Gas Theft Suspect Caught on Surveillance Video Catching Himself on Fire

A suspected gas thief in Utah was captured on surveillance video catching himself on fire after allegedly using a drill in an attempt to siphon gas from a truck.

The alleged heist and its fiery conclusion played out in the parking lot of Summit Fire and Protection, Salt Lake City NBC affiliate KSL-TV reported Tuesday morning. The incident follows other reports across the country of people hatching extraordinary schemes to siphon gas amid record-high fuel prices.

Previously, Summit Fire and Protection, a company that sells fire safety products and services, had already been targeted after one of its truck's had its gas siphoned and its catalytic converter stolen, reports KSL-TV.

Another alleged thief attempted to steal gas from the company's truck Saturday morning, using a drill on the vehicle's tank after the siphon wouldn't work, the company's branch manager Travis Mills told the station.

Gas Pump
An alleged thief was captured on surveillance video setting themselves on fire after drilling a hole into a truck to siphon gas. A gas pump is pictured at a Chevron gas station on June 9, 2022, in Houston, Texas. Brandon Bell/Getty Images

Surveillance video of the incident shows flames near the rear of the truck before a man with his shirt on fire fled the vehicle, dropping to roll on the parking lot to stop the blaze. With the fire extinguished, a pickup truck arrived for the man, according to the station.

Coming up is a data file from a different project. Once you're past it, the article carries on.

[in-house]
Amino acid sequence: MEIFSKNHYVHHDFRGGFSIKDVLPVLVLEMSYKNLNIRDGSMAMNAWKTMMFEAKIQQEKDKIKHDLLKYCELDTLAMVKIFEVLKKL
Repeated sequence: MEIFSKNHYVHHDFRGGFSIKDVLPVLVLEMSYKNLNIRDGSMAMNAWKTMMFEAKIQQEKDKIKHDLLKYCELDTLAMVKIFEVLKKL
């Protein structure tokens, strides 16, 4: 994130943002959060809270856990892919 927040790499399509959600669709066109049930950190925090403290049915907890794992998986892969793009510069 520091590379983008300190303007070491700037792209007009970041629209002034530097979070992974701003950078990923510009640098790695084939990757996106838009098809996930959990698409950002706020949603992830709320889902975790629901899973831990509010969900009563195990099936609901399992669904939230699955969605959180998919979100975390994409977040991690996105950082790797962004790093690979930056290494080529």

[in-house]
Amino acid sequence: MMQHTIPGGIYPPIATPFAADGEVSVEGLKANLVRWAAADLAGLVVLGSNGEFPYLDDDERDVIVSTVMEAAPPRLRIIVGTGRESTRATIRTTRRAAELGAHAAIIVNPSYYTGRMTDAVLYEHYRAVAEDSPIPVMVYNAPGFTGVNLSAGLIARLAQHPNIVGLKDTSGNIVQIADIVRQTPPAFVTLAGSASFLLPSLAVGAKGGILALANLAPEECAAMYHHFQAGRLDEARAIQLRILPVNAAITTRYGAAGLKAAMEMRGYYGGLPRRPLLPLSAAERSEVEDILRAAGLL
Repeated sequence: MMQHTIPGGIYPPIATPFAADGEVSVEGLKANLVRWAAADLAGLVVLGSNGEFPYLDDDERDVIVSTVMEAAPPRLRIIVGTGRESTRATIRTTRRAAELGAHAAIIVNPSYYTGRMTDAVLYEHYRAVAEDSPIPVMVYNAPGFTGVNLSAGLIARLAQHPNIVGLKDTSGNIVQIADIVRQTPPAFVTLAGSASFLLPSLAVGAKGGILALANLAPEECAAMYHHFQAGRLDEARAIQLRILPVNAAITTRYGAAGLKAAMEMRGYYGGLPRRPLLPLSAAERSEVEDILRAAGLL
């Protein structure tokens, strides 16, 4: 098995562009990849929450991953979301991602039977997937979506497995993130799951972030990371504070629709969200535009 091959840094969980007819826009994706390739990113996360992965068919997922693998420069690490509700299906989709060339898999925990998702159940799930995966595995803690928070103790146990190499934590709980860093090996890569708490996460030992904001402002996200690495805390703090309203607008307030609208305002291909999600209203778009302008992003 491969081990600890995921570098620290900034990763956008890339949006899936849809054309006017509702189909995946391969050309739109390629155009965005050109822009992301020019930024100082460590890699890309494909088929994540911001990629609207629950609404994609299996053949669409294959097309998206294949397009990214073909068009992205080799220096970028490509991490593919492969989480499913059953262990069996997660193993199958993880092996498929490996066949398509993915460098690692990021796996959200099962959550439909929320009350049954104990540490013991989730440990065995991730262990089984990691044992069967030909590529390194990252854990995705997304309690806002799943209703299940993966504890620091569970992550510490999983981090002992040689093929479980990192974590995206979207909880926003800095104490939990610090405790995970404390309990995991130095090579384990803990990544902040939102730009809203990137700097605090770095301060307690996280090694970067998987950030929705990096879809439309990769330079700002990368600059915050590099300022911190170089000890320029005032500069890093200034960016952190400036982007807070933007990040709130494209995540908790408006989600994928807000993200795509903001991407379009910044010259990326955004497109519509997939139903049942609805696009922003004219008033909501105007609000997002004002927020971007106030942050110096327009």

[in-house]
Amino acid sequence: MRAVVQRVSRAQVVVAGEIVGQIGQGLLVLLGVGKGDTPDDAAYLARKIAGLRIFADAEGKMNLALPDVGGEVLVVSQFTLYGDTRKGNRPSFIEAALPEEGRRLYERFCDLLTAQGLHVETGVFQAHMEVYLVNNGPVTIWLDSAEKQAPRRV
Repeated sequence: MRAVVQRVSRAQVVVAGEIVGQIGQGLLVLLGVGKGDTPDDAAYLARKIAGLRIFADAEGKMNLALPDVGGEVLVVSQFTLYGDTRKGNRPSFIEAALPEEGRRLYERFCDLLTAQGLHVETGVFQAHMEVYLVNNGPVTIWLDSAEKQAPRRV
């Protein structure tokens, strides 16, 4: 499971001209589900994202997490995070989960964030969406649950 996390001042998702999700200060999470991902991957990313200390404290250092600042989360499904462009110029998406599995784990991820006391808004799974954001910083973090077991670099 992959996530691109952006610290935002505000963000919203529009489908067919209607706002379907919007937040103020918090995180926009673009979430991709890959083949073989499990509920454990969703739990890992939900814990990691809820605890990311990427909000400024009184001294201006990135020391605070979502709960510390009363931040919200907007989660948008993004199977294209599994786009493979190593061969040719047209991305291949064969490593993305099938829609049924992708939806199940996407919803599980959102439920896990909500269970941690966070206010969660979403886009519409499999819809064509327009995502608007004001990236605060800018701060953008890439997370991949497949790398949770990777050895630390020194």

"The reason why he's fleeing is that, if there were more gas in it than a gallon, this thing would have absolutely turned into a bomb," Mills told the station. "It's sad because times are tough for a lot of people, but it's not worth the $5 that he would have saved for the injury that the guy sustained."

The average price for a gallon of gas in the U.S. is currently over $5 a gallon, according to the American Automobile Association, with Utah near the national average.

With gas prices high, alleged thieves have taken on more risks to get the increasingly valuable fuel. The American Association of Poison Control Centers earlier this spring warned would-be thieves of the risk of poisoning from siphoning gas.

In Florida, a group of alleged fuel thieves used a "homemade device" to steal $60,000 worth of gasoline. A gas station in Houston reported thieves stealing more than 1,000 gallons of fuel from underground storage tanks over the course of three days.

"Unfortunately, given the gas prices in the valley and nationwide, we are seeing an increase in gas thefts," Tony Allred, division chief of the Salt Lake City fire marshal, told KSL-TV.

He described drilling into a tank as "extraordinarily dangerous," saying it could cause an explosion for a "for a very low return."

Authorities have not identified the suspect or charges.

Newsweek reached out to the Office of the Fire Marshal for comment.